There are few things the human race, as a whole, agrees on. We debate about what’s happening to our planet’s ozone layer, whether or not women are capable of making their own reproductive decisions, and if Hocus Pocus or Halloweentown better personifies the month of October.
One thing most of us agree on, though, is that molesting other people is a sucky thing to do.
I was three-years old when I was molested. It was a time of watching Teletubbies on Saturday mornings, drinking apple juice out of pink sippy cups, and explaining to my mom that I heard noises of “her hurting” in the middle of the night coming from her and her boyfriend’s bedroom. Naiveté and childhood all around.
I only remember a few instances of the molestation, but what I do remember comes back in scenes like a docudrama. I’m walking to my bed that is covered in Cinderella blankets. My mom has already fallen asleep. The teenage daughter of my mom’s boyfriend comes in and tells me that she can’t sleep. The next thing I know, she is on top of me and I can’t breathe. Her tongue that tastes like the bubble gum toothpaste I also used is sliding in my mouth. Her hands are rummaging around my body as if it is a half-off shoe bin at a garage sale. She pinches me in places that weren’t meant to be pinched at three-years old. Her fingers enter places that weren’t meant to be entered at three-years old.
Now imagine all of that coming back to your mind in choppy, grainy scenes. When you can’t put an image to what you hear, the docudrama comes back with a black screen, translating the dialogue in eerie white text.
"Stop squirming! You’ll like it soon."
It was traumatic, obviously. What disturbs me the most about it is that I actually blacked it out for most of my life and didn’t remember it until a few years ago. The scenes only came back because my mom absentmindedly told me that she added the (now ex-) boyfriend’s daughter on Facebook.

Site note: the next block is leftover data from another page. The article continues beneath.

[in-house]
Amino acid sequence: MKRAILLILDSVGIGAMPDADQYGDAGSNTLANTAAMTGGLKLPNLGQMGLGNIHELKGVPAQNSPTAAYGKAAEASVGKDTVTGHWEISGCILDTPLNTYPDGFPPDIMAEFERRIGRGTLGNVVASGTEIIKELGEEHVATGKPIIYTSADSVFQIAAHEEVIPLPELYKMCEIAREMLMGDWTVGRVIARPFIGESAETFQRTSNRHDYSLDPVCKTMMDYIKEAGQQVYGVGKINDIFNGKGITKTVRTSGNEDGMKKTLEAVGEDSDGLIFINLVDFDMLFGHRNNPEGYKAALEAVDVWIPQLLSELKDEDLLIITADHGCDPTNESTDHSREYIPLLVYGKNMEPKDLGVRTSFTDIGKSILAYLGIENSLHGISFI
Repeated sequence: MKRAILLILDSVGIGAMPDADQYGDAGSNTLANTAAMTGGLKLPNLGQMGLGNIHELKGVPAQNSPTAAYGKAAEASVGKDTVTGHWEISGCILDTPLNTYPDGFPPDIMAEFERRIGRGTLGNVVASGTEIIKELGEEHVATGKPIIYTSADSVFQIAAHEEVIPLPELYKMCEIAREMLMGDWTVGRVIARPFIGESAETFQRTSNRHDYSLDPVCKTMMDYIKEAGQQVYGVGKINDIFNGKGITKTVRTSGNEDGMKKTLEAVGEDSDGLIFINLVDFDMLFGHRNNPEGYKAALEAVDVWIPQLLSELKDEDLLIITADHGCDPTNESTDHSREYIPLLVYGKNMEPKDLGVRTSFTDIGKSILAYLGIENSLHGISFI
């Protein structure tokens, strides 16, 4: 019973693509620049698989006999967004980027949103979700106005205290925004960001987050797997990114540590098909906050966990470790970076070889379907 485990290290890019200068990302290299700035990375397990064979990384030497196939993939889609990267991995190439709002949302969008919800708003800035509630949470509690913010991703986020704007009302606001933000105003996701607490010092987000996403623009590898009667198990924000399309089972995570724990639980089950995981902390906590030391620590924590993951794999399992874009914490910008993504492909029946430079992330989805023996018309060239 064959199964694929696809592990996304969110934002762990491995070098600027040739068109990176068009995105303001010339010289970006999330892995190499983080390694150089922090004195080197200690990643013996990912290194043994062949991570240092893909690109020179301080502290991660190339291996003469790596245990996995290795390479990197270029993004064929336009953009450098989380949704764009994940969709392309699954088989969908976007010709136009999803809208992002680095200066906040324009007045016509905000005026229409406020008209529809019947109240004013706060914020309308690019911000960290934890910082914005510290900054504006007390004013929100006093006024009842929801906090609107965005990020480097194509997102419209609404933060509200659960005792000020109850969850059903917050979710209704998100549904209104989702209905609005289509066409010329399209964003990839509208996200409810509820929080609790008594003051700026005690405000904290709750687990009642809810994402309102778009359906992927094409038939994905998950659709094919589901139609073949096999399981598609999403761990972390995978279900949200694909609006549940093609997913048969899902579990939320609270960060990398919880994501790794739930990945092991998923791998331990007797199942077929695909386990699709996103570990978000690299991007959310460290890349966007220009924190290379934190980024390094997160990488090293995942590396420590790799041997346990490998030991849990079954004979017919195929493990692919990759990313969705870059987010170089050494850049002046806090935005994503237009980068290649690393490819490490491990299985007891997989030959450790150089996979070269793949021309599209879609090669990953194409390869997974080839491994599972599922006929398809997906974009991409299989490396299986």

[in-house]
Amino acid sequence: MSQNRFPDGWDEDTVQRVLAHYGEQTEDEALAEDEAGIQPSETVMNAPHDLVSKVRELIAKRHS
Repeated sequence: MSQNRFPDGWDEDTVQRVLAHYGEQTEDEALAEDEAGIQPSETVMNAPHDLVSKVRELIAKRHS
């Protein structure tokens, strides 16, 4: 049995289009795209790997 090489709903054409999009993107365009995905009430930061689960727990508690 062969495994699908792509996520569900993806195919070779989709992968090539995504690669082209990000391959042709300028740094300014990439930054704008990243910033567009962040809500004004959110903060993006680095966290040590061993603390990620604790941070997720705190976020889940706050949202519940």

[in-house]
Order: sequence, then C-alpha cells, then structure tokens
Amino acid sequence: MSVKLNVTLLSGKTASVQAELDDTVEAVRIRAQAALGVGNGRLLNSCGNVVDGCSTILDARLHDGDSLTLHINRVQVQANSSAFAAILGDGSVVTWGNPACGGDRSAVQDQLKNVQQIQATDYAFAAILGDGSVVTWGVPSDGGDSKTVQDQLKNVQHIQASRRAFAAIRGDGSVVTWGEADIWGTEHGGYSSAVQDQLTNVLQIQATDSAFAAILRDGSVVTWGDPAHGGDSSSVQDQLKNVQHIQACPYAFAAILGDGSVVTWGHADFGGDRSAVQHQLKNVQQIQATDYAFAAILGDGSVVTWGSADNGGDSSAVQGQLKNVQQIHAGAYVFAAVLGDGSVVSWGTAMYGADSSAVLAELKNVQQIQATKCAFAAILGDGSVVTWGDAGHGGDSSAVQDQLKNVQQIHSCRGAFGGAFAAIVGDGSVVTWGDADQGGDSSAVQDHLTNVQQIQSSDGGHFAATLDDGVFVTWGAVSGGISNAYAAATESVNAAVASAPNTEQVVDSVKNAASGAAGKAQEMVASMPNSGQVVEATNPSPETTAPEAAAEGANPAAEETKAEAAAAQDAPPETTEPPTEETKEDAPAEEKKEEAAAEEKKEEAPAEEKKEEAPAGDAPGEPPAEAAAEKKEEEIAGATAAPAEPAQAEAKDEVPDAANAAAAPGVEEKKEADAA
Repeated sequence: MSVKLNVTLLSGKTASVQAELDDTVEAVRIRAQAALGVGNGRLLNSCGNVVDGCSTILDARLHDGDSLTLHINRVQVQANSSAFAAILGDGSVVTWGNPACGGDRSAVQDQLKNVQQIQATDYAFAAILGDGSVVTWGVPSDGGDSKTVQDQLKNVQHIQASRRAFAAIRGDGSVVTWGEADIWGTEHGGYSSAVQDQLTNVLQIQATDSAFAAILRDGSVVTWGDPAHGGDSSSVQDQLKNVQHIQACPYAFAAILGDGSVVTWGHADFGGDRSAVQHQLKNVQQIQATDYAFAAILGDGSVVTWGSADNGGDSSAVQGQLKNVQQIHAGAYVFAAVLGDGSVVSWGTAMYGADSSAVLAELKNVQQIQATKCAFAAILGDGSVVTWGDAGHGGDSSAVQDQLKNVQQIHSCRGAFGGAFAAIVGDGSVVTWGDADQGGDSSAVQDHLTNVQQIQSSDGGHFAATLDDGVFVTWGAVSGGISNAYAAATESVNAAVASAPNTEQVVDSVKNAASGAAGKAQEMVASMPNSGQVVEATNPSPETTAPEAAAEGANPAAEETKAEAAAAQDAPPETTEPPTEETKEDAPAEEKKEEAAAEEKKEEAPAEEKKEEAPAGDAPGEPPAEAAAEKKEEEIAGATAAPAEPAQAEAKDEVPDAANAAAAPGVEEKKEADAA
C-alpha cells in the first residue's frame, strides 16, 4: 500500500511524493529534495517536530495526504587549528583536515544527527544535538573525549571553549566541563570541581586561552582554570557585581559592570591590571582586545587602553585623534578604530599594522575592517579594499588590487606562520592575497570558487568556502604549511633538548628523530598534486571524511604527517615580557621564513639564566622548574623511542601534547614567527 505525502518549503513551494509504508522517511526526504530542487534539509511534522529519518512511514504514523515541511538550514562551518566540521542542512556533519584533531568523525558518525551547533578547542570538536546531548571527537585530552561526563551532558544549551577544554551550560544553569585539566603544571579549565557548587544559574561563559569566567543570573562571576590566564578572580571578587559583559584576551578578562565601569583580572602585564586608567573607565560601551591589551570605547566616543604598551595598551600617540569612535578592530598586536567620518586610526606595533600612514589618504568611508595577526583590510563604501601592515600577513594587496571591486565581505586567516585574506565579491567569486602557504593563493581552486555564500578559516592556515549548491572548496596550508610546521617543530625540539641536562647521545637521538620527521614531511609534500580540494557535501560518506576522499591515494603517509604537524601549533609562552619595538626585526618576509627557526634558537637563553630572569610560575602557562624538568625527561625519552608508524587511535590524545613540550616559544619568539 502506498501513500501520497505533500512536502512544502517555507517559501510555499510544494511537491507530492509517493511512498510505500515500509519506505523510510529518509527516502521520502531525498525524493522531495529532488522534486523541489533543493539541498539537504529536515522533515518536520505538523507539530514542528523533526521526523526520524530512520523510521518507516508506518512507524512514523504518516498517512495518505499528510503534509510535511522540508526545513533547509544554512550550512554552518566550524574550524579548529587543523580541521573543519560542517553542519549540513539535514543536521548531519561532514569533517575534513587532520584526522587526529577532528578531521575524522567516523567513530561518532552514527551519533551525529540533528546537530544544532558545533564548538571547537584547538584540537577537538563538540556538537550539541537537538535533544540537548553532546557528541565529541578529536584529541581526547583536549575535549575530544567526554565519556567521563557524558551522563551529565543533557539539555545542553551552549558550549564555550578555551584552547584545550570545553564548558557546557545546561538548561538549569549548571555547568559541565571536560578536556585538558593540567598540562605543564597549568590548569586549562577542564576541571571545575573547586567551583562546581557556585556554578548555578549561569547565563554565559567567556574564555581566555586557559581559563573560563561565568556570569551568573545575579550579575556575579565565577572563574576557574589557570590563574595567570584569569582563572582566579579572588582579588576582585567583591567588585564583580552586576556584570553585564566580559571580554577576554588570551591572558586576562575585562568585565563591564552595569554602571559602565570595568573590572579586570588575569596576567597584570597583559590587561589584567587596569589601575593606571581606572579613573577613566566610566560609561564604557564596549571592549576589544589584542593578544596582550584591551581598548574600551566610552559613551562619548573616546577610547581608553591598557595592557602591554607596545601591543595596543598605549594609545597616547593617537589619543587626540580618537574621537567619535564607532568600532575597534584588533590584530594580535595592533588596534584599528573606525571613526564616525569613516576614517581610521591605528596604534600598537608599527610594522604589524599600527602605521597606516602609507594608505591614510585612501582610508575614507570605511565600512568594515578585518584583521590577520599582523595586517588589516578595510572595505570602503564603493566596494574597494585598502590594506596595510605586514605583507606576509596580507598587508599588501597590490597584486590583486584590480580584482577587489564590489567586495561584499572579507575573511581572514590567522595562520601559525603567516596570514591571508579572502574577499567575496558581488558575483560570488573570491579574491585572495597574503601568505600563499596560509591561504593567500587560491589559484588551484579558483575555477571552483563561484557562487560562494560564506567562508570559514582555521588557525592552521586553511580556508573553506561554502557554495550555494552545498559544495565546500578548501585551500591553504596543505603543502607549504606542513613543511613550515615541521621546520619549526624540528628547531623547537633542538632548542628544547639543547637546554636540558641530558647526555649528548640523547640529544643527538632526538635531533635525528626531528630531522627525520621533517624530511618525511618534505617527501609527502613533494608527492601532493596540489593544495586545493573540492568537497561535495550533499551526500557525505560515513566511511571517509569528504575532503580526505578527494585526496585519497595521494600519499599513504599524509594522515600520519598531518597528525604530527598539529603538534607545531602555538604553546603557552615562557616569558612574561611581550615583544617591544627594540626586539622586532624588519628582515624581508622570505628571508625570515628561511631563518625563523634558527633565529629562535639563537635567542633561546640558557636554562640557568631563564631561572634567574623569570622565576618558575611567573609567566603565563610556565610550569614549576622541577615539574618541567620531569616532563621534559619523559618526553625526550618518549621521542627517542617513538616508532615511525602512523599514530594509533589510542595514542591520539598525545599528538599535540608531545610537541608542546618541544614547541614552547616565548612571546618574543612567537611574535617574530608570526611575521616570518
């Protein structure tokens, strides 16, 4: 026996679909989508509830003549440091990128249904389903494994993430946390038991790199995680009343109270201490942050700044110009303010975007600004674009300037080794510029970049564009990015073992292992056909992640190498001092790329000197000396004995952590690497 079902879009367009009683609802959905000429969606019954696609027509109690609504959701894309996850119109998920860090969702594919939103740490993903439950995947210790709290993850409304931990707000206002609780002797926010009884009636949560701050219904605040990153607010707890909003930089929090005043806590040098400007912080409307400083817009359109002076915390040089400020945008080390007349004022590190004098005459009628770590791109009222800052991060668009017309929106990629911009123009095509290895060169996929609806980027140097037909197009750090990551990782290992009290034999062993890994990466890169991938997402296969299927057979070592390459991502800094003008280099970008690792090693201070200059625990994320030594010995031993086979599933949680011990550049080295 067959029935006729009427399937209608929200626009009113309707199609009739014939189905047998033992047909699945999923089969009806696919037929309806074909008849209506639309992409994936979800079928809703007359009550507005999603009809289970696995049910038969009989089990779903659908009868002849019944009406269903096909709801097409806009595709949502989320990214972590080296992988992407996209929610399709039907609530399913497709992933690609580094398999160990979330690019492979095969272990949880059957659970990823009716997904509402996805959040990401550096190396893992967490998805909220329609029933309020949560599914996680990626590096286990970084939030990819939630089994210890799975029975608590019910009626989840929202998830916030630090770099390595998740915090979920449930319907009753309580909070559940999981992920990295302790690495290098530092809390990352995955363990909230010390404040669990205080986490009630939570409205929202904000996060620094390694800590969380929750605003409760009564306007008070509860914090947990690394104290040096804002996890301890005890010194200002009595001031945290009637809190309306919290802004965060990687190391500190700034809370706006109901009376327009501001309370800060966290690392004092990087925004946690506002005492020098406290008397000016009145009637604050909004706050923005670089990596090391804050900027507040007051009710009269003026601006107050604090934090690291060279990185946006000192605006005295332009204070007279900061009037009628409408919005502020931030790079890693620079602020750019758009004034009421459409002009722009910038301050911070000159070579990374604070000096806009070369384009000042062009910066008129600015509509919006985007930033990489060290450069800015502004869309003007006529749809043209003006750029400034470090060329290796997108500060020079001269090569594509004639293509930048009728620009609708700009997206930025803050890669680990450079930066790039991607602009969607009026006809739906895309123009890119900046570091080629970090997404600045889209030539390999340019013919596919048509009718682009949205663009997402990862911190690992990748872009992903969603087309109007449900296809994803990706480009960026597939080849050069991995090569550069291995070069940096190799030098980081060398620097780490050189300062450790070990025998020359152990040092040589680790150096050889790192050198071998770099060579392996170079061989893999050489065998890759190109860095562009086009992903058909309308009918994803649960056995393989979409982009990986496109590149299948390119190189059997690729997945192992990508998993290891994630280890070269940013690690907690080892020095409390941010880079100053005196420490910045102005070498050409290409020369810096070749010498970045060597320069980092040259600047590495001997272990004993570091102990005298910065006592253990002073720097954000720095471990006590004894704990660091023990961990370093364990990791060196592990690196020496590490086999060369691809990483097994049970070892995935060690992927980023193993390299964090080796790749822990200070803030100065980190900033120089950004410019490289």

Realizing this happened is kind of like being in a coma for fourteen years, waking up, and realizing that somebody invaded your personal space when you were vulnerable. It’s weird and gross but at the same time, it’s over and there’s little point in dwelling on what happened when you weren’t around to realize it.
The thing that really blows about realizing and accepting that I was molested, though, is now I have to doubt myself on everything. Is the reason I avoid Aussie shampoo due to the fact that she used it? Are my self-confidence issues linked to the possibility that my conscience hates the three-year old girl that lay there helplessly while my body was trespassed? Was my hatred for all things Lisa Frank growing up due to the fact that she and my molester shared the same first name?
I also carry a tremendous amount of guilt for not being “more scarred” from the event. There are some people who are molested and their lives become VHS tapes in comparison to their former DVD glory. Why am I so casual about what happened to me? If someone described my experience to me from the point of view of someone else, I’d probably bust out crying.
I’m nineteen-years old. I was molested sixteen years ago. The t-shirt tag that uncomfortably pokes the back of my neck from this experience is that I don’t know how the molestation impacted me. It’s ripped off the bottom of my life’s jar full of answers and they just keep pouring out. Instead of being sure that there was a direct answer for my problems, as I was before I remembered what happened, everything is now left floating in midair. Do I have an eating disorder because of environmental factors? Or is it because I was molested? I am a very sexual person. Is it because I’m a hormonal teenage girl? Or is it because I was molested?
Being molested isn’t the worst thing that can happen to you. The worst thing that can happen to you is having the truth hidden from you for most of your life, only to be revealed when things begin to make sense.